"Just as grief over the loss of a loved person puts into perspective what matters in our lives, collective experiences of ecological grief may coalesce into a strengthened sense of love and commitment to the places, ecosystems and species that inspire, nurture and sustain us."
"The deteriorating state of Earth and people signals that we and the environment are at risk.
Our thinking is excessively separated from nature within and around us.
We must consciously reunite our mind with natural systems and begin to co-create with nature.
Participating in nature reconnecting activities helps make this happen.
They offer an urgently needed service and vast economic benefits.
Interestingly, the word for breathing and sharing spirit together is 'conspire.'
Shouldn't we learn how to conspire to support life and our lives on Earth, rather than dance on the deck of our sinking ship?"
- Dr. Michael Cohen, Project NatureConnect (The Secrets-of-Nature Attractions Trail)
S.O.S. Eco-resilience was created to fill a void
I believe that the symptoms being labeled under eco-anxiety are very sane, reasonable, and healthy responses to an existential threat and feelings of loss because of our love and interwoven relationships within our natural world.
We all need to feel safe and secure and it is understandable to feel pain, loss, and suffering when something we love and the projected future appears threatened.
I want you to know you are not alone, I too have had profound moments of despair, and these are all signs of distress and trauma, perfectly normal responses to an existential threat.
It may be difficult for us to process all these uncomfortable topics and sensations, and then our approach and self-care actions can be impeded. We may see increased substance abuse, Post-traumatic stress disorder, changes to interpersonal relationships and our capacity to work, difficulty with daily living tasks; eating, sleeping, feelings and mood swings, lack of motivation and energy levels, an inability to make decisions, increased self and projected violence, fatigue, and, or burnout.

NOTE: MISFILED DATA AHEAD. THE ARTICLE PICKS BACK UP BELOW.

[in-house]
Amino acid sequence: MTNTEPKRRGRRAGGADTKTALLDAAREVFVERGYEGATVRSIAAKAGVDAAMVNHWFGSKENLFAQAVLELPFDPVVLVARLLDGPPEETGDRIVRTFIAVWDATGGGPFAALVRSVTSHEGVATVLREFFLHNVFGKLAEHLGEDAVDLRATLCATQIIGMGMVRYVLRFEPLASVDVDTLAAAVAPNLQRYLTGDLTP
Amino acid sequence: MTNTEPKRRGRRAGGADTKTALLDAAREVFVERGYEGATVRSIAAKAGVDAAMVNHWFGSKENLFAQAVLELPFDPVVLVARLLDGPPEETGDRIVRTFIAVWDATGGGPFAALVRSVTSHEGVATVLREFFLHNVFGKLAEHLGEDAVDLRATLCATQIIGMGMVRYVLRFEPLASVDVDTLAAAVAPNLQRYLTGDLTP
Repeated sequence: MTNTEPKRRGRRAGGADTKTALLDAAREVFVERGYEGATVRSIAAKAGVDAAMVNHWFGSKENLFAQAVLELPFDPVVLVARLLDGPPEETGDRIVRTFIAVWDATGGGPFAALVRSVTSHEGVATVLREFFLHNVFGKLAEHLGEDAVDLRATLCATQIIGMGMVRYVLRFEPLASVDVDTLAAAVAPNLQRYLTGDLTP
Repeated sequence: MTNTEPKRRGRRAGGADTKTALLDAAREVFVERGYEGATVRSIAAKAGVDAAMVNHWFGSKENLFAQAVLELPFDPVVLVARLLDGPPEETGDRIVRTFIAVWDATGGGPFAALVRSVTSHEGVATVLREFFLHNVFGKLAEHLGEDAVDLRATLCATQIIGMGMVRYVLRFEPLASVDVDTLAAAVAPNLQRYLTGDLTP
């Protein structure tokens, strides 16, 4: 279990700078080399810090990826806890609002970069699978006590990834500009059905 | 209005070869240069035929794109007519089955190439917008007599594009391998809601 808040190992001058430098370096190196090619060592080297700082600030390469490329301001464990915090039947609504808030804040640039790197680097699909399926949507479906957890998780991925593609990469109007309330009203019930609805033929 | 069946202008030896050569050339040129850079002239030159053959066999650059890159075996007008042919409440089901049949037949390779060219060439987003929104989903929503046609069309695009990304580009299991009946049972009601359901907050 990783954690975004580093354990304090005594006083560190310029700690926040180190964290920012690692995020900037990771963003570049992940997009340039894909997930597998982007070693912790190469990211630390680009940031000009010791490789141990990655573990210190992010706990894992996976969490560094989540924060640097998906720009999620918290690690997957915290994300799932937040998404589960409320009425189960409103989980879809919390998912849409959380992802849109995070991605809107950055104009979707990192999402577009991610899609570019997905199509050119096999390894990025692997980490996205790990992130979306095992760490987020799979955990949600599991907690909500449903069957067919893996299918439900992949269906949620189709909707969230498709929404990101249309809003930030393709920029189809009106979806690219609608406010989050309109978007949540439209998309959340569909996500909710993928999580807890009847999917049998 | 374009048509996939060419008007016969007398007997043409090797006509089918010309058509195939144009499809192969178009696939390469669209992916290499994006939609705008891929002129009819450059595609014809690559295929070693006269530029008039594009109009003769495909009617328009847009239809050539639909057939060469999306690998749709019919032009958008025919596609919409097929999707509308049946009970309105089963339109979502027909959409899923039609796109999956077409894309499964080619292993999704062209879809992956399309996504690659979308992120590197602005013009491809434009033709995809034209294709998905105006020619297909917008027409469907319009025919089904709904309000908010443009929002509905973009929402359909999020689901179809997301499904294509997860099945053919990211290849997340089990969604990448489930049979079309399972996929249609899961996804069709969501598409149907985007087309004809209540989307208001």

SOS Eco-resilience is a response to my journey from despair to empowerment
Acknowledging the sensations as a reality, instead of dismissing, distracting, or dissociating ourselves from them is a step to transitioning these uncomfortable feelings.
I developed SOS Eco-resilience as my Masters project in Applied Ecopsychology to support and nourish people and then ripple into local communities and our environment.
Our groups have noted the cultural avoidance of the 'negative/positive judgemental thinking' thinking prevents truly feeling which in turn can block health and necessary action.
From an ecocentric perspective, we collaborate and co-create with the vision of restoring our planet to a safer climate for life to thrive and be part of an equitable, inclusive, creative, adaptive, and resilient community.
The SOS project gartherings have transitioned to more online throught the COVID years and with the assistance and support of the City of Port Phillip Environmental Leadership course have recommenced in person.
SOS eco-resilience events set aside time within our local community and busy daily lives...
"I have a set time to unpack what I am thinking and feeling."
People have commented how they feel more resilient from group interactions, regenerative practices and setting aside the time now and agin to process how they feel and what they are thinking.